Data publication platform

Collection of the Smithsonian Cooper-Hewitt, National Design Museum

William Henry Hunt

See all persons.

William Henry Hunt began studying with John Varley (1778–1842), draftsman and founding member in 1804 of the Society of Painters in Water Colours. Evidence of this tutelage is apparent in Hunt’s early landscapes, genre scenes, and architectural studies. In 1806, Hunt showed at the Royal Academy and enrolled for formal study the following year. Early in his career, he found employment by painting views of gentleman’s country seats, of which the Cassiobury drawing is one example. Hunt worked primarily in watercolor and first exhibited at the Society of Painters in Water Colours in 1814, joining as a full member in 1826. He is best known for his still lifes, for which the English art critic and theorist John Ruskin called him “the good peach and apple painter” in 1879 (Treble, Rosemary. "Hastings. William Henry Hunt," in The Burlington Magazine 123, no. 941, Aug. 1981: 502). (JGK)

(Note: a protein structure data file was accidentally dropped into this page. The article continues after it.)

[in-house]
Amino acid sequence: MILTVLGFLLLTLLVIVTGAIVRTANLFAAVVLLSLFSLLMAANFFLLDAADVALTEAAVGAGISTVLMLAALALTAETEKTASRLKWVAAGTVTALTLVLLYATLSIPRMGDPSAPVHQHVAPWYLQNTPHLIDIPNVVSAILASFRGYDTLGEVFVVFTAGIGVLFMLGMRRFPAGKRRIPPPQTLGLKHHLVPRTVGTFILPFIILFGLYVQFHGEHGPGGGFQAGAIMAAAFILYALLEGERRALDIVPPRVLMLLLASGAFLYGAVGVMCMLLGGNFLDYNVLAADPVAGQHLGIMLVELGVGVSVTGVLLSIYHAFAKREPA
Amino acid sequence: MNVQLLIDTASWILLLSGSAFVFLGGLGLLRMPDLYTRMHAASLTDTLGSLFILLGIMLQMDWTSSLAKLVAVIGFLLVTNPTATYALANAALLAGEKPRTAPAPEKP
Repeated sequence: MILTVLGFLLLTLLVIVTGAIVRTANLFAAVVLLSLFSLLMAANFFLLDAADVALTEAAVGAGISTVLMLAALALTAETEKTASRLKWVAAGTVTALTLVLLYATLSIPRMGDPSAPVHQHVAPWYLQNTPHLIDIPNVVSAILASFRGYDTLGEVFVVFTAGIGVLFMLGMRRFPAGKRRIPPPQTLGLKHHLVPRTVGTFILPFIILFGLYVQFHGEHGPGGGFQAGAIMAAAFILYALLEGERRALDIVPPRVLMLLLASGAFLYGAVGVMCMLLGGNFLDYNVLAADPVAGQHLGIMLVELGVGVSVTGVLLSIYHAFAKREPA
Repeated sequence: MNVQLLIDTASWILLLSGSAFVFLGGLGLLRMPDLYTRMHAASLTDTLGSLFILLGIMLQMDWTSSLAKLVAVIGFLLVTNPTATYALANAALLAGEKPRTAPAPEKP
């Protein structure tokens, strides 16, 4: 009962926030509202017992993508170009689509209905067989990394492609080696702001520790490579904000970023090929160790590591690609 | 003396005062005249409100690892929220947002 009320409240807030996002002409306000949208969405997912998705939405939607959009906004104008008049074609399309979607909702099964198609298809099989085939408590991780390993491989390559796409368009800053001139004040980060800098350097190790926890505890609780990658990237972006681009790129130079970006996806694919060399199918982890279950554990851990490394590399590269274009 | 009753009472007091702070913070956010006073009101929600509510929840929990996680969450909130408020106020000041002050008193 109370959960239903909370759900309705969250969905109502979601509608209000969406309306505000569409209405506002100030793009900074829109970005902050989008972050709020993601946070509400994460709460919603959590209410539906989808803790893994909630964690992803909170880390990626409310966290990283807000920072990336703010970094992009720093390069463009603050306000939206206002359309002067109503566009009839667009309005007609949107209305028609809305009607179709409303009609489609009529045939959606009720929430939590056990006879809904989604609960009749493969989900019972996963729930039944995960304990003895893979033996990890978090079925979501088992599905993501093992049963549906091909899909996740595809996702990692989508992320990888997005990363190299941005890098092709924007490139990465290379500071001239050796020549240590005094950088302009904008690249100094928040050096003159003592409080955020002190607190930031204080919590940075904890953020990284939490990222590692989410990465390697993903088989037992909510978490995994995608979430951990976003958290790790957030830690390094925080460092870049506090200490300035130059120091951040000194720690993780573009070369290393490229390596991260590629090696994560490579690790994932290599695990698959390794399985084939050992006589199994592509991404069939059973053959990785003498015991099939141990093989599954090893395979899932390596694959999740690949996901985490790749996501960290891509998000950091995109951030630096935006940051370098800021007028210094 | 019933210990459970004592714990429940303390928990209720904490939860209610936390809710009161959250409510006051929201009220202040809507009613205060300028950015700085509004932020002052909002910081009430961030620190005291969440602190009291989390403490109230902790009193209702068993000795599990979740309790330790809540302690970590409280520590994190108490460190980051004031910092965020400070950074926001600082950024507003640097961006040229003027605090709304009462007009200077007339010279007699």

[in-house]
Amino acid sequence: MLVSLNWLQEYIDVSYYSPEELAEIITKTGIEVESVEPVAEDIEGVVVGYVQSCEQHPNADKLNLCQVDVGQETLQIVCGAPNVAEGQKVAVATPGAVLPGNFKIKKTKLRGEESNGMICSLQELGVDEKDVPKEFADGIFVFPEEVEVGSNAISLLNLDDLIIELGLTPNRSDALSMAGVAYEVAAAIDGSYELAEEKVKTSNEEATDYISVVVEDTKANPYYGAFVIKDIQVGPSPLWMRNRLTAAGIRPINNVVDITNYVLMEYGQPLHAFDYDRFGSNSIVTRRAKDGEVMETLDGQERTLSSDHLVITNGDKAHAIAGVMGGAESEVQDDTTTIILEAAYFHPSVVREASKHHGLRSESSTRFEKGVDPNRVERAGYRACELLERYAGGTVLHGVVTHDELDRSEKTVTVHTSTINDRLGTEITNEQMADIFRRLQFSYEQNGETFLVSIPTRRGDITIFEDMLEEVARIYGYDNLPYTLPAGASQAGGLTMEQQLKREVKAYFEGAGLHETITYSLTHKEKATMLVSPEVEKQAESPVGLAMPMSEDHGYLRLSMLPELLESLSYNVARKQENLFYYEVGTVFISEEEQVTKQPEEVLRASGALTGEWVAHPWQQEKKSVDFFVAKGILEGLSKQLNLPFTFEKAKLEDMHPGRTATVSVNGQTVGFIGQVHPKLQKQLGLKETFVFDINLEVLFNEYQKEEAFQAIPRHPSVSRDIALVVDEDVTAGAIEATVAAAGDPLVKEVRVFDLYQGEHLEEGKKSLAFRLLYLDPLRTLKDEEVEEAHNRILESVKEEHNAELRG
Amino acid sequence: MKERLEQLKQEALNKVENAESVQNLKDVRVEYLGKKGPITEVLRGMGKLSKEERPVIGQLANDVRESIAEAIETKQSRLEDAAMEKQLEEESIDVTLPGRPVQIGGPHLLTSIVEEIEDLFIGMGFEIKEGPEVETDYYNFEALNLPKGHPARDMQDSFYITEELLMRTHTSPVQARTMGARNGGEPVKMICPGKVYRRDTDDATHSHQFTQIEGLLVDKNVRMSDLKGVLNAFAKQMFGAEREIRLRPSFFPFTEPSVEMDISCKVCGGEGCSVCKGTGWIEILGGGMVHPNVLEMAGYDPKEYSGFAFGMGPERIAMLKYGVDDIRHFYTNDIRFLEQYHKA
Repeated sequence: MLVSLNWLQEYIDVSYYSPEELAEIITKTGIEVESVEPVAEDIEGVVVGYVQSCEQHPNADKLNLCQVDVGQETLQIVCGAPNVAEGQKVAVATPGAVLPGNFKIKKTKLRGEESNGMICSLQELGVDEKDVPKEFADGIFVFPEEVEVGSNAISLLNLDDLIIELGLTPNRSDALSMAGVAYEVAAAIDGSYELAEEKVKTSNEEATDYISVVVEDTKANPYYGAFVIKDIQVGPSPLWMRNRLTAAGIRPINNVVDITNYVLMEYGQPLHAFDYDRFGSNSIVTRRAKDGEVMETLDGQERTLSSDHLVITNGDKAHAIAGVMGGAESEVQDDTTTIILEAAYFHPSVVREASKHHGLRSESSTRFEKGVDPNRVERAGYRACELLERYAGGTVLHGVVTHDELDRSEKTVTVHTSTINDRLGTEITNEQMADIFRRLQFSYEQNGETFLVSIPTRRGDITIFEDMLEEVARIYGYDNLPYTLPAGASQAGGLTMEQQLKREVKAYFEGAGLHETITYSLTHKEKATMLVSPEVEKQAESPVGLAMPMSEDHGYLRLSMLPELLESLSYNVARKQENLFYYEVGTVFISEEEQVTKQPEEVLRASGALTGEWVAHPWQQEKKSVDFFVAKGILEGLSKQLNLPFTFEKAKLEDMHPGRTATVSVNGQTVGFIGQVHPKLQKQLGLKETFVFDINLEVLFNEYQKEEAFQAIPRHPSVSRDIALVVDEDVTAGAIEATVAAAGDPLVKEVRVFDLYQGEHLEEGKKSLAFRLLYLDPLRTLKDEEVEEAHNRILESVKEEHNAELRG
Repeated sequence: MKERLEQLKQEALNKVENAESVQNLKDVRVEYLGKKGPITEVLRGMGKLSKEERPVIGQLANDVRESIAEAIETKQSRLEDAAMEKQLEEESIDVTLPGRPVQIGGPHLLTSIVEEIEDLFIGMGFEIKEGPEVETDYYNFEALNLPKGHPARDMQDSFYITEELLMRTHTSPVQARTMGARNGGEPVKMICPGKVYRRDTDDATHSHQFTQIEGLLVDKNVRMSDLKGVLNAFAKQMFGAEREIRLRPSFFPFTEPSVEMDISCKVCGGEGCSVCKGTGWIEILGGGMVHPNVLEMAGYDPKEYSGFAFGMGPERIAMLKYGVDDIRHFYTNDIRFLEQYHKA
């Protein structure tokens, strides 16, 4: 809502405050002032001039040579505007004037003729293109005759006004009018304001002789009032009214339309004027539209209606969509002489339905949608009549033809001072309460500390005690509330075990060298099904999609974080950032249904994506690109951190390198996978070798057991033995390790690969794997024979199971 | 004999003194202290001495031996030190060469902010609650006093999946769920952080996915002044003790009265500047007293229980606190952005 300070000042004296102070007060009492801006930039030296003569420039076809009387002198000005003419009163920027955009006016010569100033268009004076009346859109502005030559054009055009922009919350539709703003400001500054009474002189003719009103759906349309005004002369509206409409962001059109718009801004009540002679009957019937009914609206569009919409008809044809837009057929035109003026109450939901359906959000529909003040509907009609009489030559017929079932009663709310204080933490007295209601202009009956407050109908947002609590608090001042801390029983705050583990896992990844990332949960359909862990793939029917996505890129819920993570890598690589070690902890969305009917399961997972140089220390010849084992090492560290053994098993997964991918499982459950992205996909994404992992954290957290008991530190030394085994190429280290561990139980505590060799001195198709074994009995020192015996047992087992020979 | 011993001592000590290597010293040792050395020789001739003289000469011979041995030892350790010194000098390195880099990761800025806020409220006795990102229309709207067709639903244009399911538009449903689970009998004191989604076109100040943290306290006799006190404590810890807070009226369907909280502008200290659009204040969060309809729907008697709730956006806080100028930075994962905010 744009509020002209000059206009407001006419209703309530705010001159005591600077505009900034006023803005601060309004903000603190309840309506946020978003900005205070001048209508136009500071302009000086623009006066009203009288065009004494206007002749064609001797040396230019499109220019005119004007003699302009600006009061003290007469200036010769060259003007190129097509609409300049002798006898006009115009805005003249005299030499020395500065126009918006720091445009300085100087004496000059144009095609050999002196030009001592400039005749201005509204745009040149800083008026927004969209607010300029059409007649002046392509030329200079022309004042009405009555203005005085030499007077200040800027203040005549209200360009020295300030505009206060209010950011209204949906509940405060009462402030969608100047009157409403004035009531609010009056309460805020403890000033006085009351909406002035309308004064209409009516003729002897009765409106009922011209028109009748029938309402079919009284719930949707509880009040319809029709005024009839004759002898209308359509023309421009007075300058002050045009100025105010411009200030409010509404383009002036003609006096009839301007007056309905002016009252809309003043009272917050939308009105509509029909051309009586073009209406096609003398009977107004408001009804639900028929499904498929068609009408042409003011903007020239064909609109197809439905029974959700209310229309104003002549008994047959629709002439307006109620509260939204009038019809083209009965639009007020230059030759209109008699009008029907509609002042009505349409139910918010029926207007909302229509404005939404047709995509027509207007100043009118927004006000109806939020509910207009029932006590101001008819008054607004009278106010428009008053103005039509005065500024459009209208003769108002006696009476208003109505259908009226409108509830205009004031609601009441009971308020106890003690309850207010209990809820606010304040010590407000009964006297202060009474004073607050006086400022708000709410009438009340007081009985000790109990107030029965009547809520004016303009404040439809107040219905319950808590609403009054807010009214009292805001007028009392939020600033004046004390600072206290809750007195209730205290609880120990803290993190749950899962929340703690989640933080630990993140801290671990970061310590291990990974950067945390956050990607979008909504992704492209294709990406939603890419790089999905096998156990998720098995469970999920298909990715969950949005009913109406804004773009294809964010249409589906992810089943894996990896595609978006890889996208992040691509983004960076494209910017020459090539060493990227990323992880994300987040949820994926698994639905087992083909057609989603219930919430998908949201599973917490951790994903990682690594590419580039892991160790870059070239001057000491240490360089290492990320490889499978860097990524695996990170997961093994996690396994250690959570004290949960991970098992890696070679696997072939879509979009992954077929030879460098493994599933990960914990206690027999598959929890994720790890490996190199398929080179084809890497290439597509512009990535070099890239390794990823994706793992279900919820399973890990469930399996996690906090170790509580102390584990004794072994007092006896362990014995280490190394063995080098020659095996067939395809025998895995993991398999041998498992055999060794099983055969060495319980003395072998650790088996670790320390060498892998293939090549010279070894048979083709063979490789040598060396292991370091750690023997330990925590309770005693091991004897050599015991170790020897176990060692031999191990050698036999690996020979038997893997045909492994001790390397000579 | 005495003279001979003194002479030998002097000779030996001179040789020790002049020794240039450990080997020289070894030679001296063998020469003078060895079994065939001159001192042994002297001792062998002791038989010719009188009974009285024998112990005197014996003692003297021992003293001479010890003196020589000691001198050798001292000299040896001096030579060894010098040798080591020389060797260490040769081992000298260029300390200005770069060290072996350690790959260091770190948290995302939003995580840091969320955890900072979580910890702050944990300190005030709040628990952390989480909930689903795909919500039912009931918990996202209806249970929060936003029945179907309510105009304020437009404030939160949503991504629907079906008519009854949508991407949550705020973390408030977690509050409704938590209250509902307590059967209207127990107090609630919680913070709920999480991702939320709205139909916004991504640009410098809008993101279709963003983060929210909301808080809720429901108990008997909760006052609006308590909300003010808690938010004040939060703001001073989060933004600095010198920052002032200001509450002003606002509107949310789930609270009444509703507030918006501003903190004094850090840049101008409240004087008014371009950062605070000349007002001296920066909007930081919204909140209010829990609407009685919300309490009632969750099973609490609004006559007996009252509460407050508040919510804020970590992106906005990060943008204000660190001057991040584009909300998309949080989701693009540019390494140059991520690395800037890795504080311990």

Roles